Advance Care Planning: Common blocks and advice on getting it done 

News & Updates | April 12, 2024 | Sarah Dobec

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A photo of the cover of the new ACP kit and a road pylon

April is Advance Care Planning Month and DWDC is celebrating with an updated and improved Advance Care Planning (ACP) Kit. Death Doula Jo-Anne Haun hosts ACP workshops to help people start and complete their Advance Directives. She shared her best tips with us in this three-part blog series.


In your experience, what are the most common obstacles or blocks that people experience in the Advance Care Planning process? 

People don’t want to admit they are going to die. I often say, “Just because we talk about death and dying doesn’t mean it’s going to happen right away. I talk about winning the lottery often, but it hasn’t happened.” 

Knowledge reduces fear, and this process will help people feel more comfortable with their mortality. 

The Advance Care Planning Kit asks questions like, “Are there any treatments you would specifically refuse? For example, artificial heart simulation (CPR), a respirator or ventilator, artificial feeding, artificial hydration, antibiotics, etc.” Each of these interventions requires some understanding, so again, it takes time to gather the information to make a decision about what you do or do not want. 

For example, cardiopulmonary resuscitation (CPR), what most people know about CPR they learn on television where the survival rate is 70%. In actuality, the survival rate of out-of-hospital cardiac arrest with bystander-initiated CPR is about 10%. 1 These rates drop with age and there are complications. When we understand the treatments, we can make the best decision for ourselves.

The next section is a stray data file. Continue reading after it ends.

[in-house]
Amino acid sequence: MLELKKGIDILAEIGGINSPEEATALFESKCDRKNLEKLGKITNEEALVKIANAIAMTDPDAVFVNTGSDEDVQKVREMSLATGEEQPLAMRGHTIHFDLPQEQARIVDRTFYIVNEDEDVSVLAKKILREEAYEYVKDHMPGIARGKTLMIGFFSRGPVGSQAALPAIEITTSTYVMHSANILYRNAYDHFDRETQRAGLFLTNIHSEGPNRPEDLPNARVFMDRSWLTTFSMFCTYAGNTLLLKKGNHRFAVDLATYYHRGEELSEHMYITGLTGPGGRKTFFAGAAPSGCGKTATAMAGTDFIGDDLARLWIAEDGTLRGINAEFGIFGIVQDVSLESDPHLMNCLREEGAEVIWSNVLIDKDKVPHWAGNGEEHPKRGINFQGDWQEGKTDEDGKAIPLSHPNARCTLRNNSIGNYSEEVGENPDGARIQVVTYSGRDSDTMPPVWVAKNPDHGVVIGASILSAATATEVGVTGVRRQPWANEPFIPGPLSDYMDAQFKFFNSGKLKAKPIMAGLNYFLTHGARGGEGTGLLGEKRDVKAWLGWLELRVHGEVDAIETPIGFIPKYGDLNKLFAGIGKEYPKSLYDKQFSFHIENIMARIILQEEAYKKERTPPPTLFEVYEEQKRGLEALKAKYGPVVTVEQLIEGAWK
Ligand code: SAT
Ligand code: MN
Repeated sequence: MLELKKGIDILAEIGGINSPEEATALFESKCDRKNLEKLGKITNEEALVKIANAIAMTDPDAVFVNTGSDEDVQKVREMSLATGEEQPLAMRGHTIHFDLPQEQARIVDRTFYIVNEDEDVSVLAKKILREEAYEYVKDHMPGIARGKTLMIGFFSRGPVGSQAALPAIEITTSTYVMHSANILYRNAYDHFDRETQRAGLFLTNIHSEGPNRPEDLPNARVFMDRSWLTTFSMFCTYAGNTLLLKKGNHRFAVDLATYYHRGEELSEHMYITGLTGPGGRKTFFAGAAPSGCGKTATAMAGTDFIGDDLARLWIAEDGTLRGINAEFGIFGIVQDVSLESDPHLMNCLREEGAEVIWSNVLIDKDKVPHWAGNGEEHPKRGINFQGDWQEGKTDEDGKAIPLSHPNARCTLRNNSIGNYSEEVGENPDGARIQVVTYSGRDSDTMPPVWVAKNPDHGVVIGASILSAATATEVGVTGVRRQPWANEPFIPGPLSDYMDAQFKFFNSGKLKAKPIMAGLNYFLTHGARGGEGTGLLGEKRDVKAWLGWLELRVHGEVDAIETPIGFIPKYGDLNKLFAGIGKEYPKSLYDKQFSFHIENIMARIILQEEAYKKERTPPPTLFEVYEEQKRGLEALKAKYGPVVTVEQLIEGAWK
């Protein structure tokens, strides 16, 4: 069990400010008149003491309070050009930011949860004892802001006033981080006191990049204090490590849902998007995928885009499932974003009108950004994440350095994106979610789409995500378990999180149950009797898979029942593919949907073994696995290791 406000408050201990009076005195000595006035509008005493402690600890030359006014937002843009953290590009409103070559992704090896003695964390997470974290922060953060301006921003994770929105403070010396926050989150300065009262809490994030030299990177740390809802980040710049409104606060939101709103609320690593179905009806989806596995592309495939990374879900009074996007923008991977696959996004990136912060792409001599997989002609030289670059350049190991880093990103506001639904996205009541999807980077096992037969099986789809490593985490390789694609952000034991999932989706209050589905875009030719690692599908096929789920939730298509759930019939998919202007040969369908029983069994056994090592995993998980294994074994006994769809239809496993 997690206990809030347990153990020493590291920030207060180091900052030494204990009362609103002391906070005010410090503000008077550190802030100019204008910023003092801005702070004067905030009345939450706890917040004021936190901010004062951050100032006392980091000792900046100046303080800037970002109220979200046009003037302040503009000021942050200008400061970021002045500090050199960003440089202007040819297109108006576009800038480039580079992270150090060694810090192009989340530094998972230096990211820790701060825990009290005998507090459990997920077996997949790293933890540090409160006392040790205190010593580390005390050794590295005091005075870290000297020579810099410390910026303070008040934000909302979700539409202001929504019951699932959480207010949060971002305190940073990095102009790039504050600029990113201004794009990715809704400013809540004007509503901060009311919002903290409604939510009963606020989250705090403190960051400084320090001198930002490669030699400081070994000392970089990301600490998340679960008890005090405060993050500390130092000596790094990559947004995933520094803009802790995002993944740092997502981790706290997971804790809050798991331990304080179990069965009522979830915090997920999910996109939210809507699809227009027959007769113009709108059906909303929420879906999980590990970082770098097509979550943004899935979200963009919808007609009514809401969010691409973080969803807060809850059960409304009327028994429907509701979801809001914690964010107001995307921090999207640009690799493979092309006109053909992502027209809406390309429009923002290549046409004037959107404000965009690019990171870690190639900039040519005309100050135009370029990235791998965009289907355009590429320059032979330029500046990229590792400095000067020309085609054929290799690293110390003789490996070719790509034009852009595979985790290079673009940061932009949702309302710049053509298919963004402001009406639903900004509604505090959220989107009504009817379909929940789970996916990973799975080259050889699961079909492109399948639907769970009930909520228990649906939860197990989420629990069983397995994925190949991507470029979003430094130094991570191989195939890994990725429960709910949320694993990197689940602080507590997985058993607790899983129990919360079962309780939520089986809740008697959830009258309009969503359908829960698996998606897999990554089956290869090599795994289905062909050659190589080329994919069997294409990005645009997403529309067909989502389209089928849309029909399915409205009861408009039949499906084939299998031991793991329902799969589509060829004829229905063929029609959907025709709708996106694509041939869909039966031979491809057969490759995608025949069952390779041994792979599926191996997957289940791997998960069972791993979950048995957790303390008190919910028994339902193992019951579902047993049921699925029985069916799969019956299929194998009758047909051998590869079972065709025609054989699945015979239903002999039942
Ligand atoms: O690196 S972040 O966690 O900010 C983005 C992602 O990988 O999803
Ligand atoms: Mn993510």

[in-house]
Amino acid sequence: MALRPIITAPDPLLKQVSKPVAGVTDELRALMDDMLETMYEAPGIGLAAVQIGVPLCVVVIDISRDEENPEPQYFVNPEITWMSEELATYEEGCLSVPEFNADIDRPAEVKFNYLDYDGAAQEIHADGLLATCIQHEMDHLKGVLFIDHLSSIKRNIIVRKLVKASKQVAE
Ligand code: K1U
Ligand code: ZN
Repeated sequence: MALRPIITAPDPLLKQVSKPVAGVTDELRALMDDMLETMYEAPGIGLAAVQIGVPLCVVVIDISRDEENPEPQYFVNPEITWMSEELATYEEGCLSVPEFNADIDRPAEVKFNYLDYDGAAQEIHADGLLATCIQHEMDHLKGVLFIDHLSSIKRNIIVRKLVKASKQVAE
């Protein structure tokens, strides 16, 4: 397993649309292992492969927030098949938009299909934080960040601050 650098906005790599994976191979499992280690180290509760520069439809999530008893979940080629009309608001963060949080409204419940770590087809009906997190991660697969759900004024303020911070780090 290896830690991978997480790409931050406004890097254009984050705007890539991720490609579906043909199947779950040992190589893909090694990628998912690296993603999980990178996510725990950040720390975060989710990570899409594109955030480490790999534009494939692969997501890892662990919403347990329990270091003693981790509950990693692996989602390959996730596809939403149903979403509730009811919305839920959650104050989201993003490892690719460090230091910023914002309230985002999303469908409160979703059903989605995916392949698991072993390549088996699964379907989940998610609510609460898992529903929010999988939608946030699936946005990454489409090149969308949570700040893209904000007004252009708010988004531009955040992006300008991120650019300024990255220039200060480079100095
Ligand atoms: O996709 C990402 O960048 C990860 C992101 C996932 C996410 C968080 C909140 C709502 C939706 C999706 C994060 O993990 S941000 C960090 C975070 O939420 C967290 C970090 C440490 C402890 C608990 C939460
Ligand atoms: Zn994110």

How do you help people push through and overcome obstacles or blocks? 

We keep it simple and ask questions like, “What does quality of life mean to you?” and we share examples like, “I can’t eat ice cream anymore” or “I can’t bounce my grandkids on my knee.” One idea leads to another and helps people paint the picture for themselves.  

I also believe that joining an Advance Care Planning workshop or doing it with a friend is very helpful. It can be an emotional experience and having others to navigate the process can make it less heavy.  

What should a person have in hand when their ACP is complete? 

You should have a completed provincial or territorial Advance Directive form, with your Substitute Decision-Maker(s) named. 

We go a little further in one of our workshops and help people create their “9-1-1 File” which would, in addition to your Advance Care Plan, have all your important passwords, critical files and things someone would need in the event you were in hospital or died. 

What should they do with these items? 

You should keep a copy and put a note on your fridge about the location so a paramedic could find them. You should give a copy to your Substitute Decision-Maker(s), your primary health care providers, your In Case of Emergency (ICE) contact, and people in your life you want to know your wishes. 

Do not put them in a safety deposit box, make them accessible. 

Download an Advance Care Planning Kit here.

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